A Sort of Homecoming (1 issue): Riva, her companions and their ship arrive at the Glass Sailor keep during a shardstorm. The doors nearly don’t open for them, and they’re saved only by the magic of the two elves in the party. The other Glass Sailors, especially their mage Krey, are unhappy about the presence of outsiders, when suddenly horax (big angry bugs) attack their fields! Riva and co. go fight the horax. Krey uses fire magic against them which defeats the horax but sets the whole field ablaze, and he’s exiled by the other glass sailors. Riva is upset and rescues him on Ktarrh, then fights her way back into the keep. Krey is killed in the fighting, and Riva decides to leave the Glass Sailors. Another filler story! I guess that there was some chaos behind the scenes getting a writer after Mishkin left, and this story feels like spinning wheels until a permanent writer can be chosen. This story is actually about Riva’s destiny as the emissary of Paladine in Taladas, as she tries to influence the Glass Sailors to show mercy. However, it’s mostly about how she’s not very good at doing her job! She’s not listened to as she tries to get people to change their customs, she winds up attacking them and gets into a sword fight with her only friend in the Glass Sailors, and ultimately she fails and decides to leave.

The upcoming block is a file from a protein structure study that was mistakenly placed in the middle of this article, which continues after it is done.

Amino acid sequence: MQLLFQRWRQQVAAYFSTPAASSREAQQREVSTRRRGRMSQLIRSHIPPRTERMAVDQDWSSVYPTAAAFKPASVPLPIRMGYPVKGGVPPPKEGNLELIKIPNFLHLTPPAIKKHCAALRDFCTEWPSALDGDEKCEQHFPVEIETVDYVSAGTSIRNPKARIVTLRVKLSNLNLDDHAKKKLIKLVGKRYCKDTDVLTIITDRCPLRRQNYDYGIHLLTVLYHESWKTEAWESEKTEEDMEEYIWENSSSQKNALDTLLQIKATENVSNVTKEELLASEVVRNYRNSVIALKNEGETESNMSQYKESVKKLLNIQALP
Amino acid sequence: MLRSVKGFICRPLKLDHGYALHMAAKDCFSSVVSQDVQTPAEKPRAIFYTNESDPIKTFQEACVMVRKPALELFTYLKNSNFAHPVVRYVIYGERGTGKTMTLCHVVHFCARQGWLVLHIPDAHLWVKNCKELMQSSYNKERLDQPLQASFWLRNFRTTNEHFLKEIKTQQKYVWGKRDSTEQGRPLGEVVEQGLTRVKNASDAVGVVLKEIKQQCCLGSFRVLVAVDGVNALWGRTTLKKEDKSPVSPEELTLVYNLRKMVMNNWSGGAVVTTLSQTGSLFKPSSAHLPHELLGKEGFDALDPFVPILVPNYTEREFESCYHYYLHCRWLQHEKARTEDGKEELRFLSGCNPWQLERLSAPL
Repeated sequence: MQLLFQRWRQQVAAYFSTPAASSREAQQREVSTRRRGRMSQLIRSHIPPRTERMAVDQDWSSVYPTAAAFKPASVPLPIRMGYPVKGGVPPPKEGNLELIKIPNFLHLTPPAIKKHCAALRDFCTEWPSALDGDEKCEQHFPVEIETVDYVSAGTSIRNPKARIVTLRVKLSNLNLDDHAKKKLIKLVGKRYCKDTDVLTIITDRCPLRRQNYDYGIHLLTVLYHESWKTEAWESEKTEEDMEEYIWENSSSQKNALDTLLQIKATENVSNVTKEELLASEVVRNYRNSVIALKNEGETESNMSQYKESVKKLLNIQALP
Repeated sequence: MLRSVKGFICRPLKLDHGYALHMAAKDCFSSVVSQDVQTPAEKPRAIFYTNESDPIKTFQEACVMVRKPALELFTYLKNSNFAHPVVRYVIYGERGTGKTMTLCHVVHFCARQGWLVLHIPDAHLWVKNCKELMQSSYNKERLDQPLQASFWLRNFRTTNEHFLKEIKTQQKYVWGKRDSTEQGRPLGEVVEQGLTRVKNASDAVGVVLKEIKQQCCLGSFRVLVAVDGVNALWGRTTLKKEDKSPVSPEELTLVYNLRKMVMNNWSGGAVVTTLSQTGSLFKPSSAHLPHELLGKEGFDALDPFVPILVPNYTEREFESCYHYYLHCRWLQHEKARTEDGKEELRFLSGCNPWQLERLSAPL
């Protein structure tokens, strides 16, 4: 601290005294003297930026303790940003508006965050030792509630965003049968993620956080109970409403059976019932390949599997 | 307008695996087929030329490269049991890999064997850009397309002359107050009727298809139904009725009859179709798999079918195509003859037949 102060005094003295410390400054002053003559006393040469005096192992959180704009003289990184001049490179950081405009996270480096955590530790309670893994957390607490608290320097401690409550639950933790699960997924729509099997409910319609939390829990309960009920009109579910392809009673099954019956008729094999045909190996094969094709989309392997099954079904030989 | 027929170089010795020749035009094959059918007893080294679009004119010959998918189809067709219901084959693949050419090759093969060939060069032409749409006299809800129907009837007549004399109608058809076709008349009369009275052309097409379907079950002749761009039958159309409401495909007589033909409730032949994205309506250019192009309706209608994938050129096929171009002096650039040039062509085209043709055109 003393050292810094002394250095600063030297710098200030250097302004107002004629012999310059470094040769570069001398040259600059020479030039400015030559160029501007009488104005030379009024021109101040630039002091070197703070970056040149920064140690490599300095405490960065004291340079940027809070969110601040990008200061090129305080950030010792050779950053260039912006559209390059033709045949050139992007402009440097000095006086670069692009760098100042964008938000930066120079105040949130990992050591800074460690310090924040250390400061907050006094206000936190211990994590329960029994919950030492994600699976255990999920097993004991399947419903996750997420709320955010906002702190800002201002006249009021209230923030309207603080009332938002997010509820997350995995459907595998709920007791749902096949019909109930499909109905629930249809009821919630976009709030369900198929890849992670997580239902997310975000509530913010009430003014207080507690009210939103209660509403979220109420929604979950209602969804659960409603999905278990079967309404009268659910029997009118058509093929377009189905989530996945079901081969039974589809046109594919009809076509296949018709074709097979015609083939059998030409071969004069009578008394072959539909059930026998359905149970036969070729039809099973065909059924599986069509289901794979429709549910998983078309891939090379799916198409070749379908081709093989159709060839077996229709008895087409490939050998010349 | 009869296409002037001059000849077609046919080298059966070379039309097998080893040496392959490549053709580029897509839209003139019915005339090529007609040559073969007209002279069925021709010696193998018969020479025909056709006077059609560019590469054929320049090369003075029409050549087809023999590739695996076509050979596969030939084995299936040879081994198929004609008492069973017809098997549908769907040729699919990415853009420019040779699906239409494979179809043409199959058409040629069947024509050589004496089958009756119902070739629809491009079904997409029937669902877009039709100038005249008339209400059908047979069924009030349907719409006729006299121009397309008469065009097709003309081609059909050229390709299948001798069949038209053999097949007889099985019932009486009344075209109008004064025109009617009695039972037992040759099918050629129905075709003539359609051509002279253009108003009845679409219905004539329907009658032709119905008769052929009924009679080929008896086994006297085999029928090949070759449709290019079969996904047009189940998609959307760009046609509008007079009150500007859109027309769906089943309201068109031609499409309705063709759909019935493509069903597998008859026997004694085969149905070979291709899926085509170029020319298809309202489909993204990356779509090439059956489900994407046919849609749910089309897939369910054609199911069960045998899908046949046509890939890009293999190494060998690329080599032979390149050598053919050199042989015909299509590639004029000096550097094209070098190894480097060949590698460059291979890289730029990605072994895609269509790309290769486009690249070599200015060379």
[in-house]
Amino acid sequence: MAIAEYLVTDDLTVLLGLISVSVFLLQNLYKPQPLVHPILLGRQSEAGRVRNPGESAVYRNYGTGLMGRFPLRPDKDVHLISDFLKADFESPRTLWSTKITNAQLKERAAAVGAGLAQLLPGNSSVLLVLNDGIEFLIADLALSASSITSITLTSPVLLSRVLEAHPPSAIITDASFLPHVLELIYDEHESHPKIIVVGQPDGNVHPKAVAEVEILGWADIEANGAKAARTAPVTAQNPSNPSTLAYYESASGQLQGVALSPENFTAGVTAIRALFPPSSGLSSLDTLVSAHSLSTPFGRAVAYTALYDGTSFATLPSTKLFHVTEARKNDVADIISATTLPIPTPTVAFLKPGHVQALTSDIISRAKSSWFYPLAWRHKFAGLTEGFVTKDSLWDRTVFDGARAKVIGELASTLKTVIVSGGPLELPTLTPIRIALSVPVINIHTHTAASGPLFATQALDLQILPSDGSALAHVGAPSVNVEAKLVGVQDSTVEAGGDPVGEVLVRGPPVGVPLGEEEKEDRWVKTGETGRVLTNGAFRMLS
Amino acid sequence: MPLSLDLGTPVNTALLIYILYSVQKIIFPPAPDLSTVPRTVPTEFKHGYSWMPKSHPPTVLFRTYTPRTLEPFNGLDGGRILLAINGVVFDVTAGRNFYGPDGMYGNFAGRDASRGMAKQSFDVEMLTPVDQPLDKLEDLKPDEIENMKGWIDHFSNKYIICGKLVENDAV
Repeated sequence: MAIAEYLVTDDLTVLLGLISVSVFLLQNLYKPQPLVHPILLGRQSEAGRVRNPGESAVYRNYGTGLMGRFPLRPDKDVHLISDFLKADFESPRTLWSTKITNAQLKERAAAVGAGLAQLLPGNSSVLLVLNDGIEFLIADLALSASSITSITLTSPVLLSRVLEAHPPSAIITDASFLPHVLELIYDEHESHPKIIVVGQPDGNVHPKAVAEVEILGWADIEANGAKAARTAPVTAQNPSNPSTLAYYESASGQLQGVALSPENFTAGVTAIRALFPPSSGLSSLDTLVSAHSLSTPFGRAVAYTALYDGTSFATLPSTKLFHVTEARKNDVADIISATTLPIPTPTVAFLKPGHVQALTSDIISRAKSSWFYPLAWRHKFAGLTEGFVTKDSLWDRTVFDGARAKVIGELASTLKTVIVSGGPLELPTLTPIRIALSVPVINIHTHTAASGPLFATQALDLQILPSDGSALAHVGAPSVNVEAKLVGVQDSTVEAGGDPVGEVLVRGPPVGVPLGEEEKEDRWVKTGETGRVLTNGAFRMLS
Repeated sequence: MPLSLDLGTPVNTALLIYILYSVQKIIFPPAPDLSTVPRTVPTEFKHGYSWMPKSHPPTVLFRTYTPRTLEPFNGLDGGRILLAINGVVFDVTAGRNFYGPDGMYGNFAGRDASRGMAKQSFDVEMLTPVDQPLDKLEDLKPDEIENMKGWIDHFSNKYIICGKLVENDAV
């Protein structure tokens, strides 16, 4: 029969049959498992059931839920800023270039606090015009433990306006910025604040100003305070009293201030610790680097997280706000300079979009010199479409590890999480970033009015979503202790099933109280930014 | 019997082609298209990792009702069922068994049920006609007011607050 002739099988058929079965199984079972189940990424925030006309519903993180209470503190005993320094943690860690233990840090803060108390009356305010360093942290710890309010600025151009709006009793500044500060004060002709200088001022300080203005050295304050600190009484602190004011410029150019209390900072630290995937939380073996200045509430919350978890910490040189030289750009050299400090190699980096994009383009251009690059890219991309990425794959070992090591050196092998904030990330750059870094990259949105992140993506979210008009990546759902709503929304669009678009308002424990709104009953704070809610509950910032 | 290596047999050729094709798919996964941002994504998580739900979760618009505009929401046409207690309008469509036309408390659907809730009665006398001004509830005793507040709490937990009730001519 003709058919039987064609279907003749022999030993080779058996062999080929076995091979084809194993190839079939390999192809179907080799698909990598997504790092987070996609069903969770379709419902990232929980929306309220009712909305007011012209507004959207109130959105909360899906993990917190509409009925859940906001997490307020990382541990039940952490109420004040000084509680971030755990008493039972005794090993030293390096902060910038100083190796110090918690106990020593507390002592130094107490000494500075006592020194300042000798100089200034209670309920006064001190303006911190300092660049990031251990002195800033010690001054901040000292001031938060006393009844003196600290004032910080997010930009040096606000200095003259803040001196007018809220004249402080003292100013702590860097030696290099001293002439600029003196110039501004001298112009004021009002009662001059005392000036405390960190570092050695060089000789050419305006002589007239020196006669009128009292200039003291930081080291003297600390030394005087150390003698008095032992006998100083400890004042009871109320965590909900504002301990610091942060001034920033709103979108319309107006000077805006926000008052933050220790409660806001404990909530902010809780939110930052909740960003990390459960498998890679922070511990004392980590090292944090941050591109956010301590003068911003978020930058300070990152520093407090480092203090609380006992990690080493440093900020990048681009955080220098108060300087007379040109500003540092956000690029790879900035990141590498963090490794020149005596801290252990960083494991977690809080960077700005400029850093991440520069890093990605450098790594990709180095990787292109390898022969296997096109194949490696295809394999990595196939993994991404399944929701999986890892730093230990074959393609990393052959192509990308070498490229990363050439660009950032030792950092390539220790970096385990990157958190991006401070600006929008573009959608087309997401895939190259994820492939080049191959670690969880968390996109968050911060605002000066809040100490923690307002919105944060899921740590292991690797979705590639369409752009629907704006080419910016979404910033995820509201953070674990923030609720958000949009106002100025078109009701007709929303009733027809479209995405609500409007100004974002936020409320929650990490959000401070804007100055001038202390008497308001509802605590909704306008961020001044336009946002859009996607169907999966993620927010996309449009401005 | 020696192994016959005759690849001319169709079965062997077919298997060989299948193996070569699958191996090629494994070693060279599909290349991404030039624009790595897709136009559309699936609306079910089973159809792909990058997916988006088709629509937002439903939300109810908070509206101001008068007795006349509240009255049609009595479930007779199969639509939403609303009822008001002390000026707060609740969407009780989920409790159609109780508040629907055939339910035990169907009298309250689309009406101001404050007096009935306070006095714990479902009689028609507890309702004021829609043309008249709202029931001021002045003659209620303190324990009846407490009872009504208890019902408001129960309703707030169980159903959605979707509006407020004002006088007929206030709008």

Sword of the Kinslayer (3 issues): Flashback time! Just before the War of the Lance (the comic actually says after, but it’s clearly meant to be beforehand), Lord Silvercrown is holding his annual Yuletime tournament. After Riva’s not allowed to take part, she decides to go find a missing shipment of dwarven weaponry. The hill dwarves have been ambushed by Uurthrym Thane of the Wolf Clan, a mountain dwarf who believes in old dwarven tribalism and poor oral hygiene. He also has a mysterious mountain mentor who is obsessed with Silvercrown. Uurthrym delivers the weapons to Lord Silvercrown so he can show him his cursed magic sword, the Sword of the Kinslayer, with which Lord Silvercrown becomes magically obsessed. Riva finds the dead dwarves and Andvari, the caravan guard, who’s still alive. Riva takes Andvari back to the hill dwarf villages, where she learns about Uurthrym. Meanwhile, Uurthrym’s sponsor is upset because he wanted Riva, not her father. Uurthrym attacks the hill dwarf village to find her and captures Riva and Andvari. Andvari is sacrificed to the patron, while Riva escapes. Uurthrym manages to catch her and bring her back but refuses to hand her over – he’s fallen in love with her – so his patron kills him.  Just then, Lord Silvercrown shows up and claims the sword for himself. The patron is revealed as a white dragon (no surprise – it’s been using its ice breath this whole time!) Riva falls into the dragon’s lair, where she discovers its nest of eggs, all about to hatch. Theolin, the priest of the hill dwarves, is there too, with a magic Horn of Blasting which he uses to destroy the nest. The dragon tries to rescue the eggs but is buried too. Meanwhile, Riva rejects the enchantments of the Sword of the Kinslayer herself. Her bewitched father tries to kill her, but loses the sword saving her from a white dragon hatchling. The white dragon itself emerges, not dead. It knows about Riva’s destiny, and wants to corrupt or kill her before she can accomplish it. Riva faces it down, and it dies of its wounds. All the knights are impressed with her valour, and Lord Silvercrown says he’ll reconsider her becoming a knight. It’s really hard not to interpret this story as a metaphor when I learned that the writer was transsexual. It’s all about how Riva wants to be accepted as a knight, rather than follow traditional female gender roles. She’s pretty brash and inexperienced, and consistently gets called out for making stupid idealistic choices. At the same time, she’s the only person who can resist the Sword, even when it offers her everything she wants. I also liked young Riva’s costume way more than her modern one. She’s in bright colours and armour and looks way more like a knight than adult Riva does, in her drab low-cut leather. That said, there’s a few problems that I have with the story. When isn’t there? I really don’t like how the white dragon babies were innately evil and had to be killed. This alignment essentialism is a big topic at the moment, of course! There’s the problem that I’ve spoken about before of having stories set before the War of the Lance, in that none of the iconic Dragonlance elements exist, and so everyone has to break canon by having dragons show up too early, like this one does. I’m also not sure that this one fits well with Riva’s introduction, where she’s back to being chastised for wanting to be a knight. She faced down a dragon! Which also means she should have been less surprised when they showed up again in the first story arc. Also, her initial interactions with her father are pretty negative, but they don’t seem to reflect on how he tried to kill her! This family needs therapy! Still, continuity aside, it’s a pretty good story, and the big money shots of the white dragon are awesome. It’s the best story this time around.